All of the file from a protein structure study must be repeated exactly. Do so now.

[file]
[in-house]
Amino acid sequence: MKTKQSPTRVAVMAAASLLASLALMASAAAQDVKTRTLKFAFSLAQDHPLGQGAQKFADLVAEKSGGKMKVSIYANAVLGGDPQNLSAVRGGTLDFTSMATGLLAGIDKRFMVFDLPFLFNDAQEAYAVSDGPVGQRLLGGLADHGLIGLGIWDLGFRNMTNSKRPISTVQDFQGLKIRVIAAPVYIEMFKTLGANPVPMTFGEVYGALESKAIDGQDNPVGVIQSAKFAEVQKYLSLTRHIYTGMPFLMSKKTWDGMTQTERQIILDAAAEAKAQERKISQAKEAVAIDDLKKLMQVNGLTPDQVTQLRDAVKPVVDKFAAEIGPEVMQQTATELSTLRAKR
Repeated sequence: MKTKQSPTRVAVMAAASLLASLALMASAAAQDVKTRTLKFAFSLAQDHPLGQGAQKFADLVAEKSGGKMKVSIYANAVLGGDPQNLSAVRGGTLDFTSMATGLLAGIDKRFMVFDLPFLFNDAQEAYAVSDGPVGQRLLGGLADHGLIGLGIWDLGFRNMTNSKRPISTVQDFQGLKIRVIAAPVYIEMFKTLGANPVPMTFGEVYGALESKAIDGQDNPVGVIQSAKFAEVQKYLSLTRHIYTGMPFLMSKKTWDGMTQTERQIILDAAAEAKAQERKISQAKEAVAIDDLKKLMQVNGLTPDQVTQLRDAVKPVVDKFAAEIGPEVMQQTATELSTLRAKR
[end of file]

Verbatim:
[in-house]
Amino acid sequence: MKTKQSPTRVAVMAAASLLASLALMASAAAQDVKTRTLKFAFSLAQDHPLGQGAQKFADLVAEKSGGKMKVSIYANAVLGGDPQNLSAVRGGTLDFTSMATGLLAGIDKRFMVFDLPFLFNDAQEAYAVSDGPVGQRLLGGLADHGLIGLGIWDLGFRNMTNSKRPISTVQDFQGLKIRVIAAPVYIEMFKTLGANPVPMTFGEVYGALESKAIDGQDNPVGVIQSAKFAEVQKYLSLTRHIYTGMPFLMSKKTWDGMTQTERQIILDAAAEAKAQERKISQAKEAVAIDDLKKLMQVNGLTPDQVTQLRDAVKPVVDKFAAEIGPEVMQQTATELSTLRAKR
Repeated sequence: MKTKQSPTRVAVMAAASLLASLALMASAAAQDVKTRTLKFAFSLAQDHPLGQGAQKFADLVAEKSGGKMKVSIYANAVLGGDPQNLSAVRGGTLDFTSMATGLLAGIDKRFMVFDLPFLFNDAQEAYAVSDGPVGQRLLGGLADHGLIGLGIWDLGFRNMTNSKRPISTVQDFQGLKIRVIAAPVYIEMFKTLGANPVPMTFGEVYGALESKAIDGQDNPVGVIQSAKFAEVQKYLSLTRHIYTGMPFLMSKKTWDGMTQTERQIILDAAAEAKAQERKISQAKEAVAIDDLKKLMQVNGLTPDQVTQLRDAVKPVVDKFAAEIGPEVMQQTATELSTLRAKR